The Echo by Sarah Lockhart

16178323I did a fair amount of reading this summer, but I wanted to talk about one book today: The Echo by Sarah Lockhart. It’s a self-published book, Regency romance, and I couldn’t put it down.

In fact, I ripped right through it. It’s not perfect, the middle kind of lost focus, if still being very readable, and the end has a shift in tone and pacing that surprised me. But I loved the writing, and the sense of time and place.

The heroine, Sarah Vere, has been ruined—that’s clear in the very opening of the book. Her brother kills the man who has ruined her in a duel, and is then forced to flee to the continent. The hero, Harry, is that man’s twin and in the opening he learns his brother is dead.

Harry is the second son, and he was called the echo of his brother who was to inherit everything. It’s an effective setup. Everyone’s existence is quite harsh, including how Sarah being ruined affects her life drastically. Her brother has had to desert her and her mother, and they don’t even know if he’s alive. Harry has not had it easy either, though it’s more implied and less explored.

The couple clearly has a lot to work through, as Harry loved his twin and initially blames Sarah for his death. The book takes place over a number of years, so there isn’t the usual concentration of time that often takes place in romances (and other genres). I liked that. I also really liked the title. Harry is the echo of his twin. The event that put into motion everything that follows echoes throughout the book. Harry and Sarah both have brothers they have lost, and these losses echo one another.

This book came out in 2012, and I think it has basically disappeared from view. But I was quite taken by it. Sunita at Dear Author reviewed it, which was part of what piqued my interest. She makes the point that the opening is very confusing. It is! But I was okay to push through that.

It’s hard for me to describe the style of this novel. It is at once cerebral and emotion-filled. Very little is spelled out, and the reader really has to trust the author. The prose can be elliptical but is often quite lovely.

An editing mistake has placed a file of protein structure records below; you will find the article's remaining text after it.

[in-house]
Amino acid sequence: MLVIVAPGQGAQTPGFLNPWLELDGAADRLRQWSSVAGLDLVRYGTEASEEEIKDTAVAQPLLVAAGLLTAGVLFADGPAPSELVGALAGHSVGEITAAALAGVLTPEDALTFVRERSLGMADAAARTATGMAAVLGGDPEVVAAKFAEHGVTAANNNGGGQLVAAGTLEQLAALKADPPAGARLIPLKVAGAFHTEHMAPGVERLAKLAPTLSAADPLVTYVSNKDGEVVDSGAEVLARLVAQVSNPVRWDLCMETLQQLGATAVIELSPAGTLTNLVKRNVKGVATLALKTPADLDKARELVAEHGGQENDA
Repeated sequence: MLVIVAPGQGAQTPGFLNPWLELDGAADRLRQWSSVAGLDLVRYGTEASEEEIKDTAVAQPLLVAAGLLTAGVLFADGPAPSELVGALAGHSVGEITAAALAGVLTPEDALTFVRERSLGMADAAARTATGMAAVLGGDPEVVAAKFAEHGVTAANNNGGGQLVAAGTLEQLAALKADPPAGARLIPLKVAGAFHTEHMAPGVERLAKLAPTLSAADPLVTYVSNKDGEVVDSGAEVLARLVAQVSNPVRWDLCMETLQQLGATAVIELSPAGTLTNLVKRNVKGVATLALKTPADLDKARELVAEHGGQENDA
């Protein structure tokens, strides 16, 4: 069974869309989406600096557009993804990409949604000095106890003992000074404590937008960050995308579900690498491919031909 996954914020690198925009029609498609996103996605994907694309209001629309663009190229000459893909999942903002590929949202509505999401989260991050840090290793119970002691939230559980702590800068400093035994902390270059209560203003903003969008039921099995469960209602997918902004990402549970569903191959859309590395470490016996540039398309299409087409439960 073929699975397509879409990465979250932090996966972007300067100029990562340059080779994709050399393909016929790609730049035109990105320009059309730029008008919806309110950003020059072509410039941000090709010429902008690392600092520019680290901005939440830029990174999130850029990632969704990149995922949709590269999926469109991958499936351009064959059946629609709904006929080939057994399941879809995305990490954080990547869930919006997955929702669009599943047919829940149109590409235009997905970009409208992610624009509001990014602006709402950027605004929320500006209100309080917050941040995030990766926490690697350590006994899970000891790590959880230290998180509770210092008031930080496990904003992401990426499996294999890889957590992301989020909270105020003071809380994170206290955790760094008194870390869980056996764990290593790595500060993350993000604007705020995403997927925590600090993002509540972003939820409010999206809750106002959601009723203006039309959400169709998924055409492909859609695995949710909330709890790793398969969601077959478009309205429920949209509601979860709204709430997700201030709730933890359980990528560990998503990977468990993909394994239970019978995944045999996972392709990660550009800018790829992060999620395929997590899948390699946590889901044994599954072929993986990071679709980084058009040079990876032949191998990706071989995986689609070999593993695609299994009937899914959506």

Sunita also makes the point that there is no on- or off-page sex, which I didn’t even notice! There is enough tension (and romance) to mitigate that to my mind.

There’s certainly a mixed bag of reactions at Goodreads, but this comment by Mely interested me.

What I really like about this is the silences, the use of narrative negative space.

And it’s true. Not everything is spelled out. I enjoyed that about the book. It becomes clear what happened that led to Sarah’s ruin, but it’s referred to obliquely. And that’s not the only thing left for the reader to fill in. Harry’s relationship with his twin was not, let’s say, entirely healthy. It’s easy for me to imagine when one twin is to inherit everything and the other is not, how that can force a dynamic upon the boys that does harm to them both. Although I don’t mean to excuse Harry’s twin’s actions by saying that.

Plus Harry has been to war, and that has affected him. But since this is more about his twin’s death and Sarah’s ruin, that again is left for the reader to fill in.

It’s quite an emotional read while not being what I think of as angsty. Perhaps because I associate angst with emotion being more spelled out more than it is here?

Ultimately I found it a very satisfying read, and I would certainly recommend it to anyone looking for a Regency romance that has a slightly different flavor while not entirely departing from what one loves in the genre.


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